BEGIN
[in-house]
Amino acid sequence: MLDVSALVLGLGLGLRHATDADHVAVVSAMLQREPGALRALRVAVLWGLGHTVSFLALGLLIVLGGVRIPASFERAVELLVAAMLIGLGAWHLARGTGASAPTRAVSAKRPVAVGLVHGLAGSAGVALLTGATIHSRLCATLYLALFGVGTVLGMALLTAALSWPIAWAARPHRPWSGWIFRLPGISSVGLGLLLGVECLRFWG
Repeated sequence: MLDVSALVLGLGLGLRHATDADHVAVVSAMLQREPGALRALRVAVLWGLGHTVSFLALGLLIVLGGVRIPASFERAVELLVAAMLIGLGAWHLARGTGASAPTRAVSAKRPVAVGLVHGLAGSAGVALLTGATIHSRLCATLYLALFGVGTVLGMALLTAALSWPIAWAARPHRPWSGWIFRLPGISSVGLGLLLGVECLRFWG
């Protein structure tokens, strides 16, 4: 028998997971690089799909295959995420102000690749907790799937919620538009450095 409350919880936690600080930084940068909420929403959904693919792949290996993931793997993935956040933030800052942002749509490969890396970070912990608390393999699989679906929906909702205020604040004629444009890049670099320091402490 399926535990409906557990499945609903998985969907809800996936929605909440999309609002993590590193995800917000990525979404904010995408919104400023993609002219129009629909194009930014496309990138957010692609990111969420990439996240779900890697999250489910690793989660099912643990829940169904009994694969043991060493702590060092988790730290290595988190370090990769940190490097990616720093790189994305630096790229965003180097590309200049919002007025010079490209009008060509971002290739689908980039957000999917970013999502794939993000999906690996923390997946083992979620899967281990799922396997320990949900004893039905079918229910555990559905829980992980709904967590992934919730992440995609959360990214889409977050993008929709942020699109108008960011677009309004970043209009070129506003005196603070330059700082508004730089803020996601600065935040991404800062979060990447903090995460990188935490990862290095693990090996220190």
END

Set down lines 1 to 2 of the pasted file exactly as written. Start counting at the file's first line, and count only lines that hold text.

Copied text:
[in-house]
Amino acid sequence: MLDVSALVLGLGLGLRHATDADHVAVVSAMLQREPGALRALRVAVLWGLGHTVSFLALGLLIVLGGVRIPASFERAVELLVAAMLIGLGAWHLARGTGASAPTRAVSAKRPVAVGLVHGLAGSAGVALLTGATIHSRLCATLYLALFGVGTVLGMALLTAALSWPIAWAARPHRPWSGWIFRLPGISSVGLGLLLGVECLRFWG